Does racial segregation among Black and White seniors cause health disparities?
In this Journal of Gerontology article, you'll learn about:
- Racial segregation among older adults
" As a result of racial segregation, Black people and White people live in very different community contexts. For example, not only are Black people more likely than White people to live in lower socioeconomic communities, but Black people are more likely than White people of the same income level to live in lower socioeconomic communities (Jargowsky) "
- Researcher's theories on racial segregation and health disparities among seniors
" First, racial segregation can reinforce racial differences in opportunity structures and access to resources that more proximately affect health (structural pathways), affecting the education, occupation, economic, and service opportunities in neighborhoods and for individuals. Among the current cohort(s) of older adults who have experienced a lifetime of exposure to racial residential segregation, these structural pathways may have both a cumulative effect across the life course, and a contemporaneous effect (e.g., quality of and access to health, social, and transportation services, accessible and high quality markets, safe places to walk). Second, racial segregation may create an environment that heightens exposure to and perceptions of discrimination, which can affect stress and other psychosocial factors that are more proximal determinants of health (interpersonal pathways). "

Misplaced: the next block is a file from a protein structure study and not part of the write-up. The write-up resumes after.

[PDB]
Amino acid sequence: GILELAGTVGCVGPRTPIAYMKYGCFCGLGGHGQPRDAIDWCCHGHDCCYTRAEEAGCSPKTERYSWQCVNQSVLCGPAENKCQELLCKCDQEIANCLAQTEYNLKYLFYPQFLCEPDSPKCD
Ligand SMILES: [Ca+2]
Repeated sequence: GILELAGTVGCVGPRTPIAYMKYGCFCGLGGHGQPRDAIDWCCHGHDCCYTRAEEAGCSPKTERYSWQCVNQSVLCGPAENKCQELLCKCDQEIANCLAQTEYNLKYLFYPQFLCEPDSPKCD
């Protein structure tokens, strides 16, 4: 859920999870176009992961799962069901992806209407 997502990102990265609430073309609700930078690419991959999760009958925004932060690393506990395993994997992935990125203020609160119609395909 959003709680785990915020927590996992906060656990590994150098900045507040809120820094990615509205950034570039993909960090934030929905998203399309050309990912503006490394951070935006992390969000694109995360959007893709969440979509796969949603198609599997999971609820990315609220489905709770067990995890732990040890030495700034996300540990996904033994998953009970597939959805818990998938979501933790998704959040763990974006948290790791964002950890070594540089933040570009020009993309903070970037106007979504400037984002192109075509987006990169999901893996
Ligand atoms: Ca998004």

- Study results on the impact of self-reported health between White and Black older adults
" An interesting finding is that county percent Black emerged as a statistically significant predictor, but in an unexpected direction. After controlling for individual SES, county poverty, and racial segregation, Black older adults living in counties with a higher percentage of Black residents had better self-rated health than those in counties with fewer Black residents. All else being equal, living in a county with a greater percent Black may be associated with poor health among White older adults, but better health among Black older adults. "